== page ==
Australian fast bowler Josh Hazlewood is coming under fire after directing a sledge at Indian batsman Cheteshwar Pujara moments after felling him with a short ball.
Part of Pujara’s helmet was knocked loose when he misjudged a delivery from Hazelwood, which reared up and hit the grille of his helmet.
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Already frustrated by Pujara’s ability to stonewall the Australian bowling attack, Hazlewood commented ‘see that one?’ to the Indian opener following the blow.
That sledge, with Australia needing seven wickets on the final day of play to regain the Border-Gavaskar trophy, wasn’t quite on the money for many watching the thrilling final day.
Former AFL player Xavier Ellis criticised Hazlewood for the comment, suggesting it wasn’t a good look to be sledging his opponent instead of checking to see if he was alright.
“‘See that one’ to Pujara wasn’t really Hazlewood showing great concern for the wellbeing of the opponent post brutal bouncer,” Ellis said.
“Commentary may have overstated the concern of the Australians.”
Pujara has blunted almost every effort from the home side to remove him, adding to his reputation as a long-haul Test batsman, much to the chagrin of the Australian attack.
While on commentary for Fox Sports, former Australian quick pointed out Pujara had been struck by the ball no less than 10 times while on 39 runs.
Pujara was eventually dismissed for 56 from 211 balls.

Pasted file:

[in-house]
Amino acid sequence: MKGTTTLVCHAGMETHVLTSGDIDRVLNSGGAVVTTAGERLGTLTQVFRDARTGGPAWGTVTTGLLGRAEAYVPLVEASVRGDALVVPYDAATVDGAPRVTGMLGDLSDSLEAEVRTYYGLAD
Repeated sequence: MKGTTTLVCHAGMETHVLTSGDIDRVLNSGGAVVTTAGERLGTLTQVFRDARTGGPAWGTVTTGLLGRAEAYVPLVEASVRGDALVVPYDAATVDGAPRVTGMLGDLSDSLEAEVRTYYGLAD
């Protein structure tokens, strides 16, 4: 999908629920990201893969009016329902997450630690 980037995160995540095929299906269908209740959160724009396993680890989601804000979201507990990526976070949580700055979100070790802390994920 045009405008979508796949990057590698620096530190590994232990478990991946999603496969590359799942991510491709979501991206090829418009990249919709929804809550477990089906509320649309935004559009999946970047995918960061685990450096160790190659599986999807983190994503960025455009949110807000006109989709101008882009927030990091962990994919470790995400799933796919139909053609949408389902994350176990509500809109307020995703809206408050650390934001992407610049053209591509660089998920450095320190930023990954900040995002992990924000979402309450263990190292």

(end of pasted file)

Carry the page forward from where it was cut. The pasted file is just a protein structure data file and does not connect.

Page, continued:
There was plenty more criticism of Hazlewood’s sledge on social media.
Lyon tactics against India earn Warne ire
A fired-up Shane Warne has been left stumped by the negative tactics employed when Nathan Lyon's bowling as the Australia spinner's long wait for 400 Test wickets continues.
Australia began play on Tuesday at the Gabba seeking 10 wickets for a Test and series victory over India, who need 328 for victory but would retain the Border-Gavaskar Trophy with a draw.
Stuck on 397 scalps in his 100th Test, Lyon has taken seven wickets for the series entering the final day of the four-Test showdown.
The offspinner is averaging more than 60 with a strike rate edging towards 140, which is higher than in any previous home Test series.
Lyon was unlucky not to nab Cheteshwar Pujara's wicket in his first over on Tuesday, Australia retaining their review of an unsuccessful LBW appeal that had slightly less than half the ball hitting the top of leg stump.
But it was otherwise frustrating viewing for Warne, who couldn't understand why the there wasn't a fielder under Pujara's nose on the off-side.
He said with the security blanket of a Gabba-record run chase ahead of India that Australia's field settings had been too negative.
"I'm just staggered ... just cannot believe it," Warne said on Fox Sports.
"I'm in shock; it doesn't make any sense whatsoever.”
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